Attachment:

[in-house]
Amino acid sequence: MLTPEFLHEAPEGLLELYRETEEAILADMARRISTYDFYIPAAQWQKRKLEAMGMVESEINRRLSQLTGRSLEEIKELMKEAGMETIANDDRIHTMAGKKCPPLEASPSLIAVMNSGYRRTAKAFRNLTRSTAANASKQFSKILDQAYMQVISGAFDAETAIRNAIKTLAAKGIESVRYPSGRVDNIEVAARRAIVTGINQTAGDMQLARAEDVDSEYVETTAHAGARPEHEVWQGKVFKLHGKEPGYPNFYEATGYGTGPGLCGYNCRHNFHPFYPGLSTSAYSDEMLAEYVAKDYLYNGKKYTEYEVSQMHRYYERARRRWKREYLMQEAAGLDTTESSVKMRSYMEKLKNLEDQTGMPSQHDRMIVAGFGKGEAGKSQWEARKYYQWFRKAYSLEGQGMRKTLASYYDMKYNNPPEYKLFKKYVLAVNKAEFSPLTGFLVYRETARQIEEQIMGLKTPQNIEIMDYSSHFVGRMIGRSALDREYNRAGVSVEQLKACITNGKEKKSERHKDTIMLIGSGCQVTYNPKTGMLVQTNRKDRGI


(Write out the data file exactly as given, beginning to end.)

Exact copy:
[in-house]
Amino acid sequence: MLTPEFLHEAPEGLLELYRETEEAILADMARRISTYDFYIPAAQWQKRKLEAMGMVESEINRRLSQLTGRSLEEIKELMKEAGMETIANDDRIHTMAGKKCPPLEASPSLIAVMNSGYRRTAKAFRNLTRSTAANASKQFSKILDQAYMQVISGAFDAETAIRNAIKTLAAKGIESVRYPSGRVDNIEVAARRAIVTGINQTAGDMQLARAEDVDSEYVETTAHAGARPEHEVWQGKVFKLHGKEPGYPNFYEATGYGTGPGLCGYNCRHNFHPFYPGLSTSAYSDEMLAEYVAKDYLYNGKKYTEYEVSQMHRYYERARRRWKREYLMQEAAGLDTTESSVKMRSYMEKLKNLEDQTGMPSQHDRMIVAGFGKGEAGKSQWEARKYYQWFRKAYSLEGQGMRKTLASYYDMKYNNPPEYKLFKKYVLAVNKAEFSPLTGFLVYRETARQIEEQIMGLKTPQNIEIMDYSSHFVGRMIGRSALDREYNRAGVSVEQLKACITNGKEKKSERHKDTIMLIGSGCQVTYNPKTGMLVQTNRKDRGI